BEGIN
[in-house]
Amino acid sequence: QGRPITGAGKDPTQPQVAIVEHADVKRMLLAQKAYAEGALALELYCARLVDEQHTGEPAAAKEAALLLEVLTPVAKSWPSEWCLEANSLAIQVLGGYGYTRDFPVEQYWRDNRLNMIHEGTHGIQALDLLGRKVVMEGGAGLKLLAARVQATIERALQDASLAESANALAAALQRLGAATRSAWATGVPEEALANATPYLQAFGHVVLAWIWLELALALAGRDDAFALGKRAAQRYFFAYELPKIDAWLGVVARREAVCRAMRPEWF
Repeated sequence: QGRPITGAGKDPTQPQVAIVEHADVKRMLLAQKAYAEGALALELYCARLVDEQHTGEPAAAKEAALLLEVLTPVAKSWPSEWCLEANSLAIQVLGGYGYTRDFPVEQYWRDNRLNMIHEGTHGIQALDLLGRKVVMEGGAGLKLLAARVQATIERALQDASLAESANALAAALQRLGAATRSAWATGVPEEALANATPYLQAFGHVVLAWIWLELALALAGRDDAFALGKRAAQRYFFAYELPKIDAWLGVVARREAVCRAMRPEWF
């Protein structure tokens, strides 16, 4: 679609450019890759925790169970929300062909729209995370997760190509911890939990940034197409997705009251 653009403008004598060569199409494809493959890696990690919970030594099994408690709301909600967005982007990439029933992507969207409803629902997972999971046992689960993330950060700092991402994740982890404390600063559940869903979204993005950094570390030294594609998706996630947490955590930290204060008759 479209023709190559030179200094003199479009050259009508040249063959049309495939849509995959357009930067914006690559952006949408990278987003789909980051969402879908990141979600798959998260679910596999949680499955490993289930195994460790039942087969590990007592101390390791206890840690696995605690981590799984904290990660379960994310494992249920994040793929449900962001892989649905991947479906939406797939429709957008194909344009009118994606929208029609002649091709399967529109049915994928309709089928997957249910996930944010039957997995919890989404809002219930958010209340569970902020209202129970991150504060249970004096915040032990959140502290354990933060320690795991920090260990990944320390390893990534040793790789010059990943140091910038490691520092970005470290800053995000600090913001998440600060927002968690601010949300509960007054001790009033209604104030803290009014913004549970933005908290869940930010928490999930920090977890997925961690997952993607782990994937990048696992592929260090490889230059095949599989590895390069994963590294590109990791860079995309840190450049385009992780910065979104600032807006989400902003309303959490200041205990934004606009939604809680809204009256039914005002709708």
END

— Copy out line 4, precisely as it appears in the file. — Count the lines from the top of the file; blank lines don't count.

């Protein structure tokens, strides 16, 4: 679609450019890759925790169970929300062909729209995370997760190509911890939990940034197409997705009251 653009403008004598060569199409494809493959890696990690919970030594099994408690709301909600967005982007990439029933992507969207409803629902997972999971046992689960993330950060700092991402994740982890404390600063559940869903979204993005950094570390030294594609998706996630947490955590930290204060008759 479209023709190559030179200094003199479009050259009508040249063959049309495939849509995959357009930067914006690559952006949408990278987003789909980051969402879908990141979600798959998260679910596999949680499955490993289930195994460790039942087969590990007592101390390791206890840690696995605690981590799984904290990660379960994310494992249920994040793929449900962001892989649905991947479906939406797939429709957008194909344009009118994606929208029609002649091709399967529109049915994928309709089928997957249910996930944010039957997995919890989404809002219930958010209340569970902020209202129970991150504060249970004096915040032990959140502290354990933060320690795991920090260990990944320390390893990534040793790789010059990943140091910038490691520092970005470290800053995000600090913001998440600060927002968690601010949300509960007054001790009033209604104030803290009014913004549970933005908290869940930010928490999930920090977890997925961690997952993607782990994937990048696992592929260090490889230059095949599989590895390069994963590294590109990791860079995309840190450049385009992780910065979104600032807006989400902003309303959490200041205990934004606009939604809680809204009256039914005002709708």